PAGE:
Motion

Media Bill - Report and Third Reading – in the House of Lords at 5:44 pm on 23 May 2024.

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Lord Parkinson of Whitley Bay:

Moved by Lord Parkinson of Whitley Bay

That the Bill do now pass.

Photo of Lord Parkinson of Whitley Bay Lord Parkinson of Whitley Bay Parliamentary Under Secretary of State (Department for Culture, Media and Sport)

My Lords, I am grateful to noble Lords for their understanding and flexibility today. This is my first wash-up.

Photo of Lord Parkinson of Whitley Bay Lord Parkinson of Whitley Bay Parliamentary Under Secretary of State (Department for Culture, Media and Sport)

Yes, I feel very clean at the end of it—thoroughly washed.

I am grateful to noble Lords who have given this Bill considerable scrutiny in pre-legislative scrutiny and during our debates on Second Reading and in Committee. As I have said throughout, it has been amended through the pre-legislative scrutiny it received. I am glad that we have been able to reflect some of our debate in Committee and amend it further. I am grateful to noble Lords for their understanding and recognition of the great support and demand that it has from the media sector, which we all cherish and which we know will play its very important part in the election campaign that is now under way. I particularly thank the noble Baroness, Lady Thornton, and the noble Lord, Lord Bassam of Brighton, on the Benches opposite and the noble Baroness, Lady Bonham-Carter of Yarnbury, and her noble friend, the noble Lord, Lord Foster of Bath, who spoke from the Front Bench for the Lib Dems. However, noble Lords from across the House have given it robust scrutiny, including today in this swifter form.

I will briefly pay tribute to my honourable friend Julia Lopez, the Minister for Media, Tourism and the Creative Industries in another place, and indeed to my right honourable friend Sir John Whittingdale, who covered her maternity leave for parts of the Bill. They have both played an important part in it. I thank my noble friend Lady Stowell of Beeston, who chairs your Lordships’ Communications and Digital Committee and has given careful consideration to this Bill and, with other members of her committee, to many of the other issues that are related to it.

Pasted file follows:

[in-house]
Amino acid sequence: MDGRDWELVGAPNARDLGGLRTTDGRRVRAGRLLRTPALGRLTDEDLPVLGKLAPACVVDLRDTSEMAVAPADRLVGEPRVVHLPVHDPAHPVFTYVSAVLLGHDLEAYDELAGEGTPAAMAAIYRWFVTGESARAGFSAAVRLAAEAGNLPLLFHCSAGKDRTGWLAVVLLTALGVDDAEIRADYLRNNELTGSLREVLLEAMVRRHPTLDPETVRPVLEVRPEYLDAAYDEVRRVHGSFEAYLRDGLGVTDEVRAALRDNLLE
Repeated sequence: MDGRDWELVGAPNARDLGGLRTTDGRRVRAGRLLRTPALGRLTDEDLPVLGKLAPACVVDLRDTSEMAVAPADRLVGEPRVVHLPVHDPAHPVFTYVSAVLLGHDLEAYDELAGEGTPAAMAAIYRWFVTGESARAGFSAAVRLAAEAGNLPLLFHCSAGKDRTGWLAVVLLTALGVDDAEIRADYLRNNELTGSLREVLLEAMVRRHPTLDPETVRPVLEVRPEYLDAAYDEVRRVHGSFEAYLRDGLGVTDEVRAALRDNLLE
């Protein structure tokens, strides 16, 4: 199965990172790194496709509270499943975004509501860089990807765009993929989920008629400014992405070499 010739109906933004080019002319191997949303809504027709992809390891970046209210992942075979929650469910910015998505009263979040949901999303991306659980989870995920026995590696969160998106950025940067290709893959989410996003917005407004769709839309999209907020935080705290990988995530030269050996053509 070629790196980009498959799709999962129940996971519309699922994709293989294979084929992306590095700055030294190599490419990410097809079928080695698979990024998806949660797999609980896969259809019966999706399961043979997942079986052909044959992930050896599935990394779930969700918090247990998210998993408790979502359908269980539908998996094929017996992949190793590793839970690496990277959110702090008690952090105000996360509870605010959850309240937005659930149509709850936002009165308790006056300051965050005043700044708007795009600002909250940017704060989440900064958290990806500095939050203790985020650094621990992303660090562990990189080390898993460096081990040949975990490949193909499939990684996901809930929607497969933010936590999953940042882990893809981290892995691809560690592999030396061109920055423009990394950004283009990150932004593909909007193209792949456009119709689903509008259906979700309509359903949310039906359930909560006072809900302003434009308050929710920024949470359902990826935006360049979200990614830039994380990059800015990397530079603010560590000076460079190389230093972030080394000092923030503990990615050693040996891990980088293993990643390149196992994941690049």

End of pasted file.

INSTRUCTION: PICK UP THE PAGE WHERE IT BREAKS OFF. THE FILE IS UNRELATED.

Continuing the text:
I have already had the opportunity to thank the Bill team, but I repeat my thanks. They have worked particularly hard in the last 24 hours, but this is the culmination of many years’ work since the Bill was first produced in draft form and laid for pre-legislative scrutiny. I am delighted that their hard work means that we will be able to send it on its way to the statute book. It is perhaps appropriate to finish with some words from Bruce Springsteen: “Come on, let’s go tonight”.

Photo of Baroness Bonham-Carter of Yarnbury Baroness Bonham-Carter of Yarnbury Liberal Democrat Lords Spokesperson (Culture, Media and Sport)

I have not had the chance to say my thanks and I want to thank the Minister. Apart from anything else, his sense of humour throughout this has been really helpful and refreshing. His genuine passion for the DCMS has also really come through. As I said earlier, I wish this could have gone on longer. I suspect we could have got some more concessions through him. I also thank my friends on the Labour Benches and those on the Cross Benches, although they have gone. This has been a very collegiate event. Of course, I thank everyone on my Benches, although they seem not to be here—well, one of them seems to be here, and of course my noble friend Lord Addington.